As I read the following paragraph out of the book Breakfast at Tiffany's on page 39,
She was still hugging the cat. "Poor slob," she said, tickling his head, "poor slob without a name." "It's a little inconvenient, his not having a name. But I haven't any right to give him one: he'll have to wait until he belongs to somebody."
I can understand the meaning of the bold sentence, but I can not fully understand the usage of 'his'. From what I have searched, the meaning of his is this:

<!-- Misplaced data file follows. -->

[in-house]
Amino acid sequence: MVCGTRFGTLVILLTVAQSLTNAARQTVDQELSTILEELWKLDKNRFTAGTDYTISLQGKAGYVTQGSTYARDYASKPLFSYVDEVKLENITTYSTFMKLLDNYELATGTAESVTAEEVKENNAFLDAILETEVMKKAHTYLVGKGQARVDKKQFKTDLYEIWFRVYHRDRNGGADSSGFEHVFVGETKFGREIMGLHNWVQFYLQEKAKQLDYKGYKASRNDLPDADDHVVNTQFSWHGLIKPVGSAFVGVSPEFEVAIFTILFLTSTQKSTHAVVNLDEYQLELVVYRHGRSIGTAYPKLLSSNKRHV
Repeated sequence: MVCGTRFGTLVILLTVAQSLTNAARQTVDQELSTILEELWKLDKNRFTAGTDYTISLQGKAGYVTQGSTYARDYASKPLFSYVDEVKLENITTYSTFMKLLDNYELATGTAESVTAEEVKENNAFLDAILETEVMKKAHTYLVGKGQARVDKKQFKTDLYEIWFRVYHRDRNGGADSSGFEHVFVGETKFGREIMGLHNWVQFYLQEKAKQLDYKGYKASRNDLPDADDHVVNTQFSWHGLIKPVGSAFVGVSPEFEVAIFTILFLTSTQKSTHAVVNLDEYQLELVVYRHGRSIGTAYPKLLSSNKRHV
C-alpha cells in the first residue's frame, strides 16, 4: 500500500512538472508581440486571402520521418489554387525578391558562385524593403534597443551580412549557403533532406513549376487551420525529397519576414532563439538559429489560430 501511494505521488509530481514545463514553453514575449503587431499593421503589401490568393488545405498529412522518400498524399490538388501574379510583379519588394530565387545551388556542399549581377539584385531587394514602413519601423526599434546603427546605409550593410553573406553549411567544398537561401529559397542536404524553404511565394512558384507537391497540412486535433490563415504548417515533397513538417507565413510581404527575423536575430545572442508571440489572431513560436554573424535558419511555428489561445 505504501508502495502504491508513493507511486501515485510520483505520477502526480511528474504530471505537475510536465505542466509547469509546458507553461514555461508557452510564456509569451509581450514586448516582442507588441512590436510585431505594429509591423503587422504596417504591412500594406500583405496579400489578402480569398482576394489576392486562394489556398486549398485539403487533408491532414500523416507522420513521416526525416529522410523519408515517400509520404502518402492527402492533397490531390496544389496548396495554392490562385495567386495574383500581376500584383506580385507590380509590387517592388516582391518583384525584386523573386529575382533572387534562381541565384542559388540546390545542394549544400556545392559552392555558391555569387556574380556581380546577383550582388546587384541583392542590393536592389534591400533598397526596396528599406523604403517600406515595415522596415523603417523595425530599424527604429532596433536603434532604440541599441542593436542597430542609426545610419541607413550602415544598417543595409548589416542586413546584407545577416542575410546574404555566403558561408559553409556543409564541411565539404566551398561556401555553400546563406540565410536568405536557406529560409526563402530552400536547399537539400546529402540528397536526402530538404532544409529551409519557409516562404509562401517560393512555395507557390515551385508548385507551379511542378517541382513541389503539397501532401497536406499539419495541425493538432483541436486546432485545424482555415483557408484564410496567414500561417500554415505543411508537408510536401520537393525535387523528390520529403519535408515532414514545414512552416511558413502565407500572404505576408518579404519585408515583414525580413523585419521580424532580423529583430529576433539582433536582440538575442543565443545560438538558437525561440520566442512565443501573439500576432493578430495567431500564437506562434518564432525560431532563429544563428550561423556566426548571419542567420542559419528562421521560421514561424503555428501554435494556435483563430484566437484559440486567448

pronoun 1. the possessive form of he1. (used as an attributive or predicative adjective): His coat is the brown one. This brown coat is his. Do you mind his speaking first? 2. that or those belonging to him: His was the cleverest remark of all. I borrowed a tie of his.
It seems that the second meaning is the possible explanation, and from the sample sentences, I think 'his' here can be replaced by 'He' and 'him', is that right?
What is the grammar rule for this usage of 'his'?